Environmental+Toxicology+Tox+2000+notes (2)

The value of the use of oil dispersants to clean up

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Unformatted text preview: be developed, assessed and invoked. The value of the use of oil dispersants to clean up oil spills is a point in que stion. The dispersant has obvious cosmetic value and may save a few mammals and/or birds but — would another treatment have had a less toxic impact on aquatic organisms. An example of this is the cleanup after the Exxon Valdez oil spill in Alaska in 1989. We should ask ourselves if we have a deep enough understanding of ecotoxicology to be able to assess the treatments that we currently apply to the ecosystem, often in the hope that they, like the leeches and humours of old, will be effective. Organism Community/ecosystem Loss of Lifeless function Diversity Recolonization Extinction er Sucession Succession Low Avoid Physiological adaptation y Opportunists ov Sicken Habitat conditioning Re c pa ct Population Im Intensity of effect High Immigration None Low Time/concentration High Figure 3-33 The relationship between impact of a toxicant and the response of the ecosystem In ecosystems, impact and recovery are closely related — the one is the reverse of the other. As with the response of a single organism to in creasing concentration of a toxicant, release of a toxic substance in an ecosystem may have a number of consequences. These start at the lowest level with a metabolic response in the organism to the presence of the toxicant (Figure 3-3). This may be the only response and may, in fact, lead to an increase in the number of (or activity of) the organisms. This response is known as hormesis and is commonly seen at small exposures (Calabrese 2005). At greater concentrations of tox ic substances, organisms may respond with avoidance behavior and, at still greater concentrations, they will sicken and eventually die out. In the extreme, this leads to the total disappearance of the ecosystem where even microorganisms do not survive and the system is completely lifeless. This situation is rare — microorganisms are known to survive in very unusual and extreme environments ranging from hot springs to the cold of the arctic. Unless the release of the toxic substances into the environment continues, this situation will eventually reverse itself. Even the most persistent and toxic organic substance will eventually break down and/or toxic sediments will be covered and buried with fresh uncontaminated sediments. The time -scale will naturally differ and depends on the persistence of the toxic substances as well as the ability of the ecosystem to respond. As recovery occurs, one would see a return to normal — almost a reversal of the process that resulted in the impact in the first place (). In contrast to human health protection, individual organisms in the ecosystem are regarded as transitory and, because they are Table 3-10 usually part of a food chain, are Examples of assessment endpoints in relation to taxonomic group Taxonomic group of organisms Basis for assessment endpoint Functional responses Aquatic bacteria, fungi, and microbiota X Algae X Aquatic macrophytes X Aquatic invertebrates X Structural responses If keystone or food organisms Aquatic vertebrates X Aquatic vertebrate keystone or food organisms X Endangered aquatic organisms X Terrestrial (soil) bacteria, fungi, algae, and other microbiota X Terrestrial plants X Terrestrial invertebrates X If keystone or food organisms Terrestrial vertebrates X Terrestrial vertebrate keystone or food organisms X Endangered organisms X terrestrial individually unessen...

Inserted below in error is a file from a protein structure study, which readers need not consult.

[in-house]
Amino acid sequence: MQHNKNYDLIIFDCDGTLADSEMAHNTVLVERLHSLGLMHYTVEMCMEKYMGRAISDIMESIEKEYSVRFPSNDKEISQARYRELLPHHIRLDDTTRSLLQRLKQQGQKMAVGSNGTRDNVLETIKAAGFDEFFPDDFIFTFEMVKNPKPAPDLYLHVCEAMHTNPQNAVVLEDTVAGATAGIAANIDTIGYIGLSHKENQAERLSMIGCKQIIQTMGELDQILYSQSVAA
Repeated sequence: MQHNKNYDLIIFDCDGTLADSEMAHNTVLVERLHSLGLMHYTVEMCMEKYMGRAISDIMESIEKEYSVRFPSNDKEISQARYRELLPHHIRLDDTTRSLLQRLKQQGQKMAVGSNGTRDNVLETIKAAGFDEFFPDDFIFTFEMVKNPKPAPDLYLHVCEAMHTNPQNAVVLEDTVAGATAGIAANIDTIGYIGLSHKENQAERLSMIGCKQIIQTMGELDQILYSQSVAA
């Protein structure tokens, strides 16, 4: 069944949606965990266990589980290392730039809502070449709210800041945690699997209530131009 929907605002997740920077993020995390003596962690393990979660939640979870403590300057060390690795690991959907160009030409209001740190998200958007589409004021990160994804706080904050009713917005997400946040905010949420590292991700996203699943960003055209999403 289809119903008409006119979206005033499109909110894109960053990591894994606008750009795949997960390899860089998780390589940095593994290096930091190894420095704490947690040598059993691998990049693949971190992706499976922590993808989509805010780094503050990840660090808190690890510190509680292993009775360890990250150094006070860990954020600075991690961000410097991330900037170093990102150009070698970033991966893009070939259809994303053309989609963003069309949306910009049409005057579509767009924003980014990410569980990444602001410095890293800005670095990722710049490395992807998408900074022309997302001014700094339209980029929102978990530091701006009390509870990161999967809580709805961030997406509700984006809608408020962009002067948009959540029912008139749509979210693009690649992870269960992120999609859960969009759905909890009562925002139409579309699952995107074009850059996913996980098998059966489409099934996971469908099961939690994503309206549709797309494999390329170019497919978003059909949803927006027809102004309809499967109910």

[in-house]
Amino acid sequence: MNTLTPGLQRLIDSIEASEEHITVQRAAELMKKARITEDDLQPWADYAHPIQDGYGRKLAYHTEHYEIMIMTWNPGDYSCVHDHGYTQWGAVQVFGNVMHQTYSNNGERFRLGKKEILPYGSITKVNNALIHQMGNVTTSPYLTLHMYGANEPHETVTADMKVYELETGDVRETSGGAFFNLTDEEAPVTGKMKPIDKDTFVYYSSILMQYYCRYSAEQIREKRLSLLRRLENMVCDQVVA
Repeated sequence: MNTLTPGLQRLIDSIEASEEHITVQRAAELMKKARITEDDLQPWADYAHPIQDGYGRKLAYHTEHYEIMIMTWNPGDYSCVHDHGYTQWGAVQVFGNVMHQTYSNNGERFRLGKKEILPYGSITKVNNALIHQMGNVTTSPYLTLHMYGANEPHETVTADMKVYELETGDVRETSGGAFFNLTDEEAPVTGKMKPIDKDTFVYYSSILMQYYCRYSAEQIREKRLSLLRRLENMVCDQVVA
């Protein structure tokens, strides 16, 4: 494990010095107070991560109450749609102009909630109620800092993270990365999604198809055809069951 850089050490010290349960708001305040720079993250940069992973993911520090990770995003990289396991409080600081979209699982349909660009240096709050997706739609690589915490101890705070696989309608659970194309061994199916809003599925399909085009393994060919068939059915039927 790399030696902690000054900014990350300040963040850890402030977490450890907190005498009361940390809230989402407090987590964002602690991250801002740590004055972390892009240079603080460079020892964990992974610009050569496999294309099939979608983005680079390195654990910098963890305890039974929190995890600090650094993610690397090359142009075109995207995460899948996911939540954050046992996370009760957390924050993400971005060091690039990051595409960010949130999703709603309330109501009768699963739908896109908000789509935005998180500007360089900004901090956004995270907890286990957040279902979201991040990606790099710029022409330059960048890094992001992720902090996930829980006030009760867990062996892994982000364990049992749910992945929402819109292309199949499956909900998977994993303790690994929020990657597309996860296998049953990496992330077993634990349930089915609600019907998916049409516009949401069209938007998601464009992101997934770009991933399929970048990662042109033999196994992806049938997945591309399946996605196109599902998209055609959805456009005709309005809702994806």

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This document was uploaded on 04/07/2014.

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